Sweden to share 1 million doses of AstraZeneca vaccine with COVAX, WHO says others should do same

The Government of Sweden announced on Monday that it will be sharing one million doses of the AstraZeneca vaccine with the COVAX Facility to provide life-saving vaccines to people at risk from COVID-19 in low income countries.

The World Health Organization (WHO) Director-General Dr Tedros Adhanom Ghebreyesus welcomed the announcement, describing it as a “superb gesture that must be replicated” by others.

“Sweden’s announcement that it will share 1 million doses of COVID-19 vaccines with COVAX is a superb gesture that must be replicated urgently, and repeatedly, by governments around the world to accelerate the equitable rollout of vaccines globally,” said Dr Tedros, who met today with Sweden’s Minister for Development Cooperation, Mr Per Olsson Fridh, during his visit to WHO’s headquarters in Geneva.

COVAX urgently needs 20 million doses during the second quarter of 2021 to cover interruptions in supply triggered by increased demands for vaccines in India where COVAX’s main supplier of the AstraZeneca product is based.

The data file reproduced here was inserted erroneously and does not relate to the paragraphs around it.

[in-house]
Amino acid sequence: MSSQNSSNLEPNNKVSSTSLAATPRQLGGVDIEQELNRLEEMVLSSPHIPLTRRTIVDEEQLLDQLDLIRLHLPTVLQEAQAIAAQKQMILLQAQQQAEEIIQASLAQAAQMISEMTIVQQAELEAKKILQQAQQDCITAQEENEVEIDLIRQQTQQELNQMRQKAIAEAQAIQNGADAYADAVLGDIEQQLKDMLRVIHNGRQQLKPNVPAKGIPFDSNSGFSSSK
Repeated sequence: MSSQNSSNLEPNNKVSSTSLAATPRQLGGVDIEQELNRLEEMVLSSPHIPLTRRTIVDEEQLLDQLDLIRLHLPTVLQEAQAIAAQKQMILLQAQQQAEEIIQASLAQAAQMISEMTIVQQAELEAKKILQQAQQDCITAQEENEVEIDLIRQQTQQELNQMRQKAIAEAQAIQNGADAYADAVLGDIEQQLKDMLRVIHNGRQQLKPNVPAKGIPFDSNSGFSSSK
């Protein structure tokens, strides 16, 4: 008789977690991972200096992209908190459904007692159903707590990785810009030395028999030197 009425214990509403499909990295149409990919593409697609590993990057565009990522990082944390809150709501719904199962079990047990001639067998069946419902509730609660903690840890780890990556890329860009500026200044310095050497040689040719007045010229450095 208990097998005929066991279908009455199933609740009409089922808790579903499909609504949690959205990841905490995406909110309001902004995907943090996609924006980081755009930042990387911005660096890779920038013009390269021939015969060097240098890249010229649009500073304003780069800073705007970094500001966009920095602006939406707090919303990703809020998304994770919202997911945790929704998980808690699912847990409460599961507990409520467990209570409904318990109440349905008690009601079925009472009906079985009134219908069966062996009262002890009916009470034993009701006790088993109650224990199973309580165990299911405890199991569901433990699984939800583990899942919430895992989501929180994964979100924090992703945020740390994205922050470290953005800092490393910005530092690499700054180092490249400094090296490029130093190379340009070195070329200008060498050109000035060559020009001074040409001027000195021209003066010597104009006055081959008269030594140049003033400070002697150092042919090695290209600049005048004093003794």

“Such support will ensure that people in vulnerable countries, especially, in Africa, will be able to receive their second doses through the COVAX initiative. Sweden’s generous support is very timely as it comes at a time when the world needs it most,” added Dr. Tedros.

WHO and its partners are advocating for countries to make contributions, like Sweden’s, to donate doses from their stocks to boost vaccine supplies to COVAX to deepen vaccination coverage in low income countries and to ensure populations in such places receive needed second doses. Several other countries have made similar commitments recently, including New Zealand and France.

Chief White House Correspondent for

Simon Ateba is Chief White House Correspondent for Today News Africa. Simon covers President Joe Biden, Vice President Kamala Harris, the U.S. government, the United Nations, the International Monetary Fund, the World Bank and other financial and international institutions in Washington D.C. and New York City.

Show More
error: Alert: Share This Content !!

Adblock Detected

Please consider supporting us by disabling your ad blocker